BEYOND PROTEIN AND FAT:
The underestimated uses of fishmeal and fish oil in swine and poultry diets
by Dr Neil Auchterlonie, Technical Director, IFFO ecades ago fishmeal and fish oil were the mainstay of pig and poultry production, but with the growth of aquaculture from the 1960s onwards these materials have been diverted largely towards feeding fish. With a very broad nutritional profile, their use as feed ingredients for pig and poultry does have large potential advantages, not least of which relate to farmed animal health and welfare. Their high quality is reflected in the market price, but least cost formulations may not always produce higher profit margins once the production benefits are taken into account.
Animal protein sources have been known to provide performance advantages in feeds for the production of both swine and poultry since at least the 1880s, when the rendering industry became established with developments in infrastructure, logistics and technology (Denton, et al., 2005). Periods when animal protein sources have not been available, and where feeds were vegetable-based, such as during the Second World War, coincided with a dip in production efficiency (Ibid.), so their importance is clear, and more recent science continues to validate the position (e.g. Yun et al., 2005). Fishmeal, as one of those animal protein sources, has a long history of use as an ingredient in pig and poultry feeds. Records of fishmeal and fish oil as ingredients in pig feed stretch back at least a century (Ashbrook, 1917), and have been known in poultry feeds for a similar length of time. Today, they are important strategic ingredients in feeds for both animals, where the nutritional benefits provided in weaning and other early life-stage diets are known to extend throughout the production cycle.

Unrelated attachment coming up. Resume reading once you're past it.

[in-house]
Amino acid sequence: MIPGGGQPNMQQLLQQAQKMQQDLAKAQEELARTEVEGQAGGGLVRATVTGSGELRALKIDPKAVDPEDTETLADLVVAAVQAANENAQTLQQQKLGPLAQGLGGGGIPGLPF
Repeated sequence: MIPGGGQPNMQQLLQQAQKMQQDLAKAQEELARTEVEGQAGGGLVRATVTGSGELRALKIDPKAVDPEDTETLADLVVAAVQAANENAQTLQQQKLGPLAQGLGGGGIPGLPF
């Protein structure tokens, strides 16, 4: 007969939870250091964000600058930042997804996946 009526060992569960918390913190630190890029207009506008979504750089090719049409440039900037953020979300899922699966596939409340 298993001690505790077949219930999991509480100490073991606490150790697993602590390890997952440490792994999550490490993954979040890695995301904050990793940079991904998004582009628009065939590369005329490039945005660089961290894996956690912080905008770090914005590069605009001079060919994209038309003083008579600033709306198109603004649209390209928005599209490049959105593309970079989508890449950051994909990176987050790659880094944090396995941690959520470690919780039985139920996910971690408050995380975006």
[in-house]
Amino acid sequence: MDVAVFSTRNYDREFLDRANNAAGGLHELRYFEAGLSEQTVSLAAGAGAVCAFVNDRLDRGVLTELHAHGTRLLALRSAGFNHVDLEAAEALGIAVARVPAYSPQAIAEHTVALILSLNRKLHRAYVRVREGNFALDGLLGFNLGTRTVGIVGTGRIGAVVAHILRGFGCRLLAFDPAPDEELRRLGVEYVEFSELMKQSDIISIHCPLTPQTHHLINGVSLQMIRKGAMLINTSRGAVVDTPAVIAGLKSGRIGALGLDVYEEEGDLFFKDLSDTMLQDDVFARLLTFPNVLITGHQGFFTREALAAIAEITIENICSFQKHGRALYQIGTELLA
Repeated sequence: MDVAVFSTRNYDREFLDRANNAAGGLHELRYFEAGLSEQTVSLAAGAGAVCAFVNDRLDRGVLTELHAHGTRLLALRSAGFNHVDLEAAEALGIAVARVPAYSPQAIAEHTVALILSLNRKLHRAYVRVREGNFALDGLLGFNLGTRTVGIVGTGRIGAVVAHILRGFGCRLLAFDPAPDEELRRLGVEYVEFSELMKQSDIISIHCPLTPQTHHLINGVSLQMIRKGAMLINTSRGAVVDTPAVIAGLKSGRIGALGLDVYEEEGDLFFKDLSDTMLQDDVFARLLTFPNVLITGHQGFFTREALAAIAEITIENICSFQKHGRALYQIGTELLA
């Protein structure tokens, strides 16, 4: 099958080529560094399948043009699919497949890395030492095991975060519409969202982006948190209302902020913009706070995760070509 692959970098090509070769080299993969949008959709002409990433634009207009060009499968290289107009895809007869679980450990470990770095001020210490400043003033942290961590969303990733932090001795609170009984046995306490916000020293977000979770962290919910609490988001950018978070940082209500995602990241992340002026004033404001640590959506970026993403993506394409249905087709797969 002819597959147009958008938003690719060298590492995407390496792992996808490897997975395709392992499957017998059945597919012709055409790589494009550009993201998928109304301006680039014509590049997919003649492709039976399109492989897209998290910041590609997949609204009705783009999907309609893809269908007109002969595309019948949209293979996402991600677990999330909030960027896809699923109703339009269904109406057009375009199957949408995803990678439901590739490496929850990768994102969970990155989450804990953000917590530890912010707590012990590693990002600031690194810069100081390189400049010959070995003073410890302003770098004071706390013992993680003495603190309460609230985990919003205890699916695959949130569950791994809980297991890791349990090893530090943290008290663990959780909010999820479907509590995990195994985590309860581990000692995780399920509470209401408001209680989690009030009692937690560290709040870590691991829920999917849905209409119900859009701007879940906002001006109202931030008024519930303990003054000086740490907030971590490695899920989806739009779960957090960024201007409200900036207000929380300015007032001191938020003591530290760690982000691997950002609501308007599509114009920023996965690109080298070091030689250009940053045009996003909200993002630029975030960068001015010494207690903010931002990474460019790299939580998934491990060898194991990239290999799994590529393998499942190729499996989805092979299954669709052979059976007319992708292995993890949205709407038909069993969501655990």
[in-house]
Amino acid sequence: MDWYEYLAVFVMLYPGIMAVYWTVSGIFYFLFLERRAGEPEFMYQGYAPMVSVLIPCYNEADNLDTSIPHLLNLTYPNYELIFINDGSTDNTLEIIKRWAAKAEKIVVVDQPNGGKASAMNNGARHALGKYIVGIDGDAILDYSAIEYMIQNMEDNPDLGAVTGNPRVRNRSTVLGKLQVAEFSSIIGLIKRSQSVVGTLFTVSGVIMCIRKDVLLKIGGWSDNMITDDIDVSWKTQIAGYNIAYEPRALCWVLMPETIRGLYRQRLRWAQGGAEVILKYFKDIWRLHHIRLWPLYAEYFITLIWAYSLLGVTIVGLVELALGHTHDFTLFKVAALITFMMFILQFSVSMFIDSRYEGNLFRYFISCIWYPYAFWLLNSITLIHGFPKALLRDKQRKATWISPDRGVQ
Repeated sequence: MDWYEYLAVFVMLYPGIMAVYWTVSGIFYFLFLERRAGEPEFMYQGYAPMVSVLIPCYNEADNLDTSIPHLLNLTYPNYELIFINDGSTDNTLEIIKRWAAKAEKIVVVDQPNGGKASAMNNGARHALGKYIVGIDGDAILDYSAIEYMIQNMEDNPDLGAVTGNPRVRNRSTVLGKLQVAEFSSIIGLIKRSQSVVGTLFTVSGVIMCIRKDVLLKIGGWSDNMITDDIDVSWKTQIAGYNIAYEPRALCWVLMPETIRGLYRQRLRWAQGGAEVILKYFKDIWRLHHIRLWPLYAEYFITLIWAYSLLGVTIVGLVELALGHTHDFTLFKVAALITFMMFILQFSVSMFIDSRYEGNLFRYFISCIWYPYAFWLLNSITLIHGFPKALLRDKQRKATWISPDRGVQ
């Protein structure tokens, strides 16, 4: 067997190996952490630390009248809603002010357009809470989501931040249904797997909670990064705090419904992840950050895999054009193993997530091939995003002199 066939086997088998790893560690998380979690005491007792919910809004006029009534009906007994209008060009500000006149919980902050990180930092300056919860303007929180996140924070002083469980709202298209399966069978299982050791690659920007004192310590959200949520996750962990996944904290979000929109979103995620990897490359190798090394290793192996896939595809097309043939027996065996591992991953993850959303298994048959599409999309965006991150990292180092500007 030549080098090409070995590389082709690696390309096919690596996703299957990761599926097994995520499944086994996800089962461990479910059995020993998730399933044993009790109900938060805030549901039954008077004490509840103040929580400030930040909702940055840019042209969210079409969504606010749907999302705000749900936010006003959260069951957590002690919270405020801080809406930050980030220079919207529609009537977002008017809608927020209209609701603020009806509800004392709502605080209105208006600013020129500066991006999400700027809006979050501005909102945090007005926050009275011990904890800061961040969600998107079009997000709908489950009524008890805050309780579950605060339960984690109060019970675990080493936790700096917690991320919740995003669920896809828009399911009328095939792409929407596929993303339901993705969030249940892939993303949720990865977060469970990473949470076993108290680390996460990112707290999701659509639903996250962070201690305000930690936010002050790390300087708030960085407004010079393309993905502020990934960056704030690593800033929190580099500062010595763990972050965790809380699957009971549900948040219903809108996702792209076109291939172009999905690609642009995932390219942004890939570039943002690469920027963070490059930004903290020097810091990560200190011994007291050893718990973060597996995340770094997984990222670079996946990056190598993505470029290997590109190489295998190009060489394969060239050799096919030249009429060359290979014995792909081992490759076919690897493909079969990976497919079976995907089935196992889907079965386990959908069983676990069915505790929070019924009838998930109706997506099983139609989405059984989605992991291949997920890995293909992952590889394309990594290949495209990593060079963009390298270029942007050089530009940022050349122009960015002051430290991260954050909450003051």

Excellent nutritional benefits are provided by fishmeal through the relatively high protein content (62% to >70%, Sauvant et al., 2004) as well as the wide range of micronutrients including the amino acid profile, and the vitamin and mineral composition. A 5 percent or less inclusion (dry weight basis) is typical in terrestrial livestock feeds, and a review of the performance advantages including sows, weaning pigs and broilers is provided by Cho & Kim (2011) clearly illustrating some advantages in growth. Two IFFO-sponsored studies, one in 2009 (conducted by Prof. Haifeng at the Animal Husbandry and Veterinary Research Centre of the Beijing Academy of Agriculture and Forestry), and one in 2014 (conducted by Prof Ma at the China Agricultural University in Beijing) have shown how both fishmeal and fish oil can improve both the growth performance and health of weaned pigs. Whilst acknowledging the high cost of the material, this work shows that fishmeal and fish oil may also support achievements in improved bioeconomic efficiency of production. Even though fishmeal carries a high value and is a relatively expensive ingredient, therefore, the benefits from its incorporation may outstrip competitor ingredients through an influence on the economic production model to achieve improved profit margins. Fishmeal is known to have a comparatively high digestibility, often supporting improved feed conversion ratios (FCRs) and faster growth in both young pigs and poultry. Improved digestibility and FCRs also have a bearing on environmental performance of the feed, where less unabsorbed nutrients results in the excretion of less faces and lower levels of nitrogen and phosphorus (Fishmeal Information Network, 2000), and so their use can support ecologically responsible initiatives. Fish oil is often present in the fishmeal, in the polyunsaturated form, often rich in the omega-3 fatty acids eicosapentaenoic acid (EPA), and docosahexaenoic acid (DHA), with the levels variable depending on the source species (Cho & Kim, 2011). At a level of 8-12 percent fat, fishmeal is a rich source of these materials (Windsor and Barlow, 1981). Overall, fishmeal is nutritionally dense, possessing a gross energy of 21.9 MJ kg dry matter, and is an excellent source of digestible energy for the farmed animal, whether pig, poultry or fish. In contrast to many of the competitor ingredients, the nutritional benefits of fishmeal and fish oil are more than just the supply of protein and energy, with many of the micronutrients known to have positive impacts on health and welfare of farmed animals, and potentially the quality of the end product. It is not just about crude protein 56 | March 2017 - Milling and Grain